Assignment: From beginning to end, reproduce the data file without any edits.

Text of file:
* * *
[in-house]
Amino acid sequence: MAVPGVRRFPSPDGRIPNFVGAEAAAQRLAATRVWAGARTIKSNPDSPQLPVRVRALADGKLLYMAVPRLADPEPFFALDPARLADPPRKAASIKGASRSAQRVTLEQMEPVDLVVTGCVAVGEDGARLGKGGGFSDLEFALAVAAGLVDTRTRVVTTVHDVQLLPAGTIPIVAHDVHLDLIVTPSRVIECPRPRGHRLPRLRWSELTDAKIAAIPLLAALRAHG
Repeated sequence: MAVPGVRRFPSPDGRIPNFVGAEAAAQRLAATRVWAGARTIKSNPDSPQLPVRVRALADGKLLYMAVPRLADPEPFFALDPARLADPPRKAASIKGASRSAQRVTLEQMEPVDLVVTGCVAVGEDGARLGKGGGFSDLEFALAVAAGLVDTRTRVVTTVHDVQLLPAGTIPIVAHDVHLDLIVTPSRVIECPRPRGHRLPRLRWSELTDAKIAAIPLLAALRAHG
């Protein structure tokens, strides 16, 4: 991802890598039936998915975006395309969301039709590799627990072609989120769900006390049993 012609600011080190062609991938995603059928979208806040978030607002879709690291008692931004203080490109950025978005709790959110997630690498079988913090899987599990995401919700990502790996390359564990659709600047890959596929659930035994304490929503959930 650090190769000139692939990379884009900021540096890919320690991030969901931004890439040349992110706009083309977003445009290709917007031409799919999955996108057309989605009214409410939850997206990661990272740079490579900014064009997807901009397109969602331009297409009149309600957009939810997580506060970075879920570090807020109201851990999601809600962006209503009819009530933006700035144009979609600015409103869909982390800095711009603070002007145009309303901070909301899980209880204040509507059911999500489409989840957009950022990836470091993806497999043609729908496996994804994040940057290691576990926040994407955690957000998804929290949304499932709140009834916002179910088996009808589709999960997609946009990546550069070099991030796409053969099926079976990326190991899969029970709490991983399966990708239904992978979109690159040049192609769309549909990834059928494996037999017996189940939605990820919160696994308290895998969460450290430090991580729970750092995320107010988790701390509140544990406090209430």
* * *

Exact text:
[in-house]
Amino acid sequence: MAVPGVRRFPSPDGRIPNFVGAEAAAQRLAATRVWAGARTIKSNPDSPQLPVRVRALADGKLLYMAVPRLADPEPFFALDPARLADPPRKAASIKGASRSAQRVTLEQMEPVDLVVTGCVAVGEDGARLGKGGGFSDLEFALAVAAGLVDTRTRVVTTVHDVQLLPAGTIPIVAHDVHLDLIVTPSRVIECPRPRGHRLPRLRWSELTDAKIAAIPLLAALRAHG
Repeated sequence: MAVPGVRRFPSPDGRIPNFVGAEAAAQRLAATRVWAGARTIKSNPDSPQLPVRVRALADGKLLYMAVPRLADPEPFFALDPARLADPPRKAASIKGASRSAQRVTLEQMEPVDLVVTGCVAVGEDGARLGKGGGFSDLEFALAVAAGLVDTRTRVVTTVHDVQLLPAGTIPIVAHDVHLDLIVTPSRVIECPRPRGHRLPRLRWSELTDAKIAAIPLLAALRAHG
């Protein structure tokens, strides 16, 4: 991802890598039936998915975006395309969301039709590799627990072609989120769900006390049993 012609600011080190062609991938995603059928979208806040978030607002879709690291008692931004203080490109950025978005709790959110997630690498079988913090899987599990995401919700990502790996390359564990659709600047890959596929659930035994304490929503959930 650090190769000139692939990379884009900021540096890919320690991030969901931004890439040349992110706009083309977003445009290709917007031409799919999955996108057309989605009214409410939850997206990661990272740079490579900014064009997807901009397109969602331009297409009149309600957009939810997580506060970075879920570090807020109201851990999601809600962006209503009819009530933006700035144009979609600015409103869909982390800095711009603070002007145009309303901070909301899980209880204040509507059911999500489409989840957009950022990836470091993806497999043609729908496996994804994040940057290691576990926040994407955690957000998804929290949304499932709140009834916002179910088996009808589709999960997609946009990546550069070099991030796409053969099926079976990326190991899969029970709490991983399966990708239904992978979109690159040049192609769309549909990834059928494996037999017996189940939605990820919160696994308290895998969460450290430090991580729970750092995320107010988790701390509140544990406090209430």